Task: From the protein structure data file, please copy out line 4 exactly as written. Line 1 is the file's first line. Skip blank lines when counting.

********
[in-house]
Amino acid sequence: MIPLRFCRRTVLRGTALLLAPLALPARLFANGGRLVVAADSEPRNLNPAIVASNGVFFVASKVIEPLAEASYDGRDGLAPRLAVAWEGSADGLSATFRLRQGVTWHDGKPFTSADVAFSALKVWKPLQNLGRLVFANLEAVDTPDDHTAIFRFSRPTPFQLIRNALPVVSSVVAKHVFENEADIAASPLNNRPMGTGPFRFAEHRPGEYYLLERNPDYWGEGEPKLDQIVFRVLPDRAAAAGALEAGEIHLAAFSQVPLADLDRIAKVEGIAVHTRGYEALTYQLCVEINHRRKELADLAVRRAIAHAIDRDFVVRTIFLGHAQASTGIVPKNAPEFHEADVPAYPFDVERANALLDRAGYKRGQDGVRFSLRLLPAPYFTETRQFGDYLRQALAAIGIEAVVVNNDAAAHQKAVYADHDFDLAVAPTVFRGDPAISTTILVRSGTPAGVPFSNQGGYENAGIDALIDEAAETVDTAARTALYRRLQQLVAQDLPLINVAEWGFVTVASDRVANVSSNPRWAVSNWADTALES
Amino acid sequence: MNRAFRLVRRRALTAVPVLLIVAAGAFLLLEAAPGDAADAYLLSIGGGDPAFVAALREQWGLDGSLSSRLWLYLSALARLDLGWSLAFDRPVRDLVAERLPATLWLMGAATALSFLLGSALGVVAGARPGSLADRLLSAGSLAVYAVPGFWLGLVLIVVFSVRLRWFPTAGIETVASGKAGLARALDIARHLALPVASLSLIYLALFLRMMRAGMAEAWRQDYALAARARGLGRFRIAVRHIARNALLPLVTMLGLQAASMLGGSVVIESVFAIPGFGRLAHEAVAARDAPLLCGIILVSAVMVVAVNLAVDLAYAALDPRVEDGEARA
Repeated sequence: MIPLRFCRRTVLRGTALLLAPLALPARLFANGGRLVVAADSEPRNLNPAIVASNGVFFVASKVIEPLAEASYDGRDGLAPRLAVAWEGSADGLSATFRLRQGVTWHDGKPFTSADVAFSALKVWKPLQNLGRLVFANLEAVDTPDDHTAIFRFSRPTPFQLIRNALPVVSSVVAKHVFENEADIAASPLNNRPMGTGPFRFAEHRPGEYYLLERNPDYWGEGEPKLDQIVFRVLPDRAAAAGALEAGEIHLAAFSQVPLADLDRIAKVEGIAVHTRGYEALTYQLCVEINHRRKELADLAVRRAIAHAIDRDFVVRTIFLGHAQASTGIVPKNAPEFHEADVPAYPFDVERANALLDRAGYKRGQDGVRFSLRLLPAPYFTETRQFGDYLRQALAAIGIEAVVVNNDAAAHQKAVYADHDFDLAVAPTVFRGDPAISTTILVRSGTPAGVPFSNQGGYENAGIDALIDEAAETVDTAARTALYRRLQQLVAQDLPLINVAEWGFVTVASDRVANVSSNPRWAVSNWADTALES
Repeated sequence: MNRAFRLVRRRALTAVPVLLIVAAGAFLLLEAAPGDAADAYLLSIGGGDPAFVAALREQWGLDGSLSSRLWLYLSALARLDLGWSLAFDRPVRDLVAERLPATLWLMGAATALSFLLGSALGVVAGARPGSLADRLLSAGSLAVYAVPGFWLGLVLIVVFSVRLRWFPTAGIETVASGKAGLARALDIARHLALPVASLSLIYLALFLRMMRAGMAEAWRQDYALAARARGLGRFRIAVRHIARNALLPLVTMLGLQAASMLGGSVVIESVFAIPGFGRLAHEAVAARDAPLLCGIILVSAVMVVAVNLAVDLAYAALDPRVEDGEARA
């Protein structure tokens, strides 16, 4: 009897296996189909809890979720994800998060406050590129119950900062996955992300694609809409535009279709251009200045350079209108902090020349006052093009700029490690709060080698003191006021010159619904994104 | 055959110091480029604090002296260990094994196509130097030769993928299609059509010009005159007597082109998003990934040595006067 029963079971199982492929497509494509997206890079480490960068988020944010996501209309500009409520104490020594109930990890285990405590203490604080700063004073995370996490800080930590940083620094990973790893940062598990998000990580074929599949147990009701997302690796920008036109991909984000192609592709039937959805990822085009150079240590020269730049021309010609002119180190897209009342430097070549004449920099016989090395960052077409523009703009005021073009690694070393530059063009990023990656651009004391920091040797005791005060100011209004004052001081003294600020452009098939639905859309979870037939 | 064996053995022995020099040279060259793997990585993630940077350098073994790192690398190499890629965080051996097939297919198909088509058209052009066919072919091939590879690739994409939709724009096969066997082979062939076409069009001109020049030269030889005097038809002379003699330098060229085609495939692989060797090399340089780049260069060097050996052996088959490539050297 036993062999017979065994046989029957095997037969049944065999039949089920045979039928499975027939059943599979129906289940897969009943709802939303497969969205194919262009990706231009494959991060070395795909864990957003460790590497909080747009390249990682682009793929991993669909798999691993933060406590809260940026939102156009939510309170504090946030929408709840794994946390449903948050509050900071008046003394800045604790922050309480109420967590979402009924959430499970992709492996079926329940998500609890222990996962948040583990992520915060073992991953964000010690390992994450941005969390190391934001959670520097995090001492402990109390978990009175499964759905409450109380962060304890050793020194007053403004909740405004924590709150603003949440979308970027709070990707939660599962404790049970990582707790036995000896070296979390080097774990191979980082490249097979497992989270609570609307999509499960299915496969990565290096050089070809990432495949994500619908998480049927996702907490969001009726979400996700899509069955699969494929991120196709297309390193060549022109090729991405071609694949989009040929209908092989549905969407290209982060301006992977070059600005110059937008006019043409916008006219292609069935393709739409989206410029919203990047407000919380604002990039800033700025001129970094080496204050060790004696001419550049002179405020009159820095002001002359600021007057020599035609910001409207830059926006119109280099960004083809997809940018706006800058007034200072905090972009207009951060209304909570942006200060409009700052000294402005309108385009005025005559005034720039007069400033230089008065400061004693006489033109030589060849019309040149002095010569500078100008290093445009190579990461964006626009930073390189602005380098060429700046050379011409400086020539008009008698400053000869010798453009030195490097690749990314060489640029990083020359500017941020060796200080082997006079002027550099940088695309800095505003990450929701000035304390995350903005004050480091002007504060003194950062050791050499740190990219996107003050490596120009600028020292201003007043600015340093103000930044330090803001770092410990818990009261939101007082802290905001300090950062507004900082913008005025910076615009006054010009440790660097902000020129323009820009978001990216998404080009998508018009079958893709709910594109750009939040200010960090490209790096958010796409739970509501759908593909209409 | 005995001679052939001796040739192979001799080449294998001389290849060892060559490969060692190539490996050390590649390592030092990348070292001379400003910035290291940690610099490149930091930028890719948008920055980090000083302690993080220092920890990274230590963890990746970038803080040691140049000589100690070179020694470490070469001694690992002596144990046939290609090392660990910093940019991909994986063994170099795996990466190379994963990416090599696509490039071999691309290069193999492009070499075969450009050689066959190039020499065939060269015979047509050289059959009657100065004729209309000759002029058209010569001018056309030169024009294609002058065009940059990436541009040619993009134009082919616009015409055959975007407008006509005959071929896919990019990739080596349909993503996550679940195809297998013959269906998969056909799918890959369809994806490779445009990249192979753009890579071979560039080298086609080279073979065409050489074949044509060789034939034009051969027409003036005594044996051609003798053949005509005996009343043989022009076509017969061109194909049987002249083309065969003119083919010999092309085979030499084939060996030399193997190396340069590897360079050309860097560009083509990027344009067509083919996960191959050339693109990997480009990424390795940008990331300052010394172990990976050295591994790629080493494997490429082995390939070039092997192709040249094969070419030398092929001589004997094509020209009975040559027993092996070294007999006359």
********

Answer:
Repeated sequence: MIPLRFCRRTVLRGTALLLAPLALPARLFANGGRLVVAADSEPRNLNPAIVASNGVFFVASKVIEPLAEASYDGRDGLAPRLAVAWEGSADGLSATFRLRQGVTWHDGKPFTSADVAFSALKVWKPLQNLGRLVFANLEAVDTPDDHTAIFRFSRPTPFQLIRNALPVVSSVVAKHVFENEADIAASPLNNRPMGTGPFRFAEHRPGEYYLLERNPDYWGEGEPKLDQIVFRVLPDRAAAAGALEAGEIHLAAFSQVPLADLDRIAKVEGIAVHTRGYEALTYQLCVEINHRRKELADLAVRRAIAHAIDRDFVVRTIFLGHAQASTGIVPKNAPEFHEADVPAYPFDVERANALLDRAGYKRGQDGVRFSLRLLPAPYFTETRQFGDYLRQALAAIGIEAVVVNNDAAAHQKAVYADHDFDLAVAPTVFRGDPAISTTILVRSGTPAGVPFSNQGGYENAGIDALIDEAAETVDTAARTALYRRLQQLVAQDLPLINVAEWGFVTVASDRVANVSSNPRWAVSNWADTALES